Universiti Kebangsaan Malaysia will help Australia boost its capacity to respond to mass disasters by hosting forensic science students from Western Australia for a two week intensive course.
Murdoch University forensic science lecturer Dr Paola Magni worked with head of UKM Forensics Dr Raja Zuha to organise the important strategic initiative that will assist budding forensic experts to sharpen their crime and disaster scene investigation skills.
Dr Magni said: “I’m particularly excited that students will have the unique opportunity of learning from terrestrial and aquatic forensic experts at UKM Forensics.
“This is a small but expanding discipline and there are only a few specialists in the world who can work in this environment.
“With the extent of people smugglers operating in the Indo-Pacific region and tragic boat and plane sinkings, the outcomes of this collaboration will be extremely important for both countries.”
The project, titled “Breaking down barriers for justice: an intercultural approach to Crime Scene Investigation”, is funded by the Australian government’s New Colombo Plan (NCP) Mobility Program supporting undergraduate students to participate in practicums and research in the Indo-Pacific region.
Dr Magni said the initiative has important strategic implications in the current global environment of growing terror attacks and natural disasters that involve victims from many nations.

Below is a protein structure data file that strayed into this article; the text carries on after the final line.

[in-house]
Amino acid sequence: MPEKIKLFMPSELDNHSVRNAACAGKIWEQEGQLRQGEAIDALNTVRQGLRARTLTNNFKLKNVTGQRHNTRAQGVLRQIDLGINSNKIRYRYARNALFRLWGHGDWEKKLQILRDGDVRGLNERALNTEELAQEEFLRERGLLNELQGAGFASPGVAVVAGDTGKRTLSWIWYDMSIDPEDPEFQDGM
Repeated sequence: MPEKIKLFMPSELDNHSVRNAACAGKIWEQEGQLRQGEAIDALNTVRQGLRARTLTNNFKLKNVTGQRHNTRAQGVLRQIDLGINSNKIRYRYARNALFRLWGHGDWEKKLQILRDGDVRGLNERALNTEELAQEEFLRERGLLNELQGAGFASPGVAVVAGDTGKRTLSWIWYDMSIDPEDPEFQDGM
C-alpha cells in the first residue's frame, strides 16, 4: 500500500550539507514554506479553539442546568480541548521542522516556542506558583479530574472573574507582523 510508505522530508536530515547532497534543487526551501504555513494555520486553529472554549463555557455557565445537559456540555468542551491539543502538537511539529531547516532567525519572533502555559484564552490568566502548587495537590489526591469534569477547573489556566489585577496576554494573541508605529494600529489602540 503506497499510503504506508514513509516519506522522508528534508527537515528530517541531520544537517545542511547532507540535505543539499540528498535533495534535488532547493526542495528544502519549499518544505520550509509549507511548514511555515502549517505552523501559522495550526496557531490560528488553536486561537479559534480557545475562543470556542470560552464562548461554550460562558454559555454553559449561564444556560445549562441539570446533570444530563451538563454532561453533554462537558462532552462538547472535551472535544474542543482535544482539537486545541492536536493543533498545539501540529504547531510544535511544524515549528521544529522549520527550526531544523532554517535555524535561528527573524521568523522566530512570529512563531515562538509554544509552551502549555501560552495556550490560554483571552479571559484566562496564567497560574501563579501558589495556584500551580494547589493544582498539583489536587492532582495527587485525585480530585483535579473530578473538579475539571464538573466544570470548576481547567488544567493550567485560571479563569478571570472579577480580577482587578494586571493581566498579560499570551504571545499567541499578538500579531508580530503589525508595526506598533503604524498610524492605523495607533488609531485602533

UKM Forensics has the primary objective to improve the quality of forensic science services in Malaysia by providing education and research platforms, to ensure the correct application of forensic science in the court of law.
To achieve this goal, UKM Forensics has developed new educational and training facilities that include strategic cooperation with various forensic and enforcement agencies. Recently, UKM Forensics signed an MoU with the Malaysian Maritime Enforcement Agency to work closely in developing maritime forensics in the region. Thanks to the NCP, the doors of this new facilities are now open to Australian students.
In disasters with mass casualties – such as a tsunami, plane crash or boat sinking – forensic experts and law enforcement agencies from different nationalities and with varying skills often have to collaborate.
The students will gain experience in working across jurisdictions with police, fire and maritime forensic agencies and be better qualified to represent Australia within the Indo-Pacific region.
For the first time, Malaysian and Australian forensic students will have the possibility to work alongside in such inspiring environment and learn from each other.
Dr Zuha is also looking forward to positive outcomes, consistent with the growing interest in forensic science education at higher learning institutions and the recognition of UKM Forensics as forensic learning hub in the region.
Dr Zuha said: “We aim to make forensic science a sustainable learning discipline at university by embracing diversity in knowledge and expertise. NCP provides us an excellent platform to develop a new forensic learning model.”
Dr Magni said the collaboration with UKM Forensics represents the beginning of a long-term bi-lateral partnership that will benefit both nations.-MYNEWSHUB.CC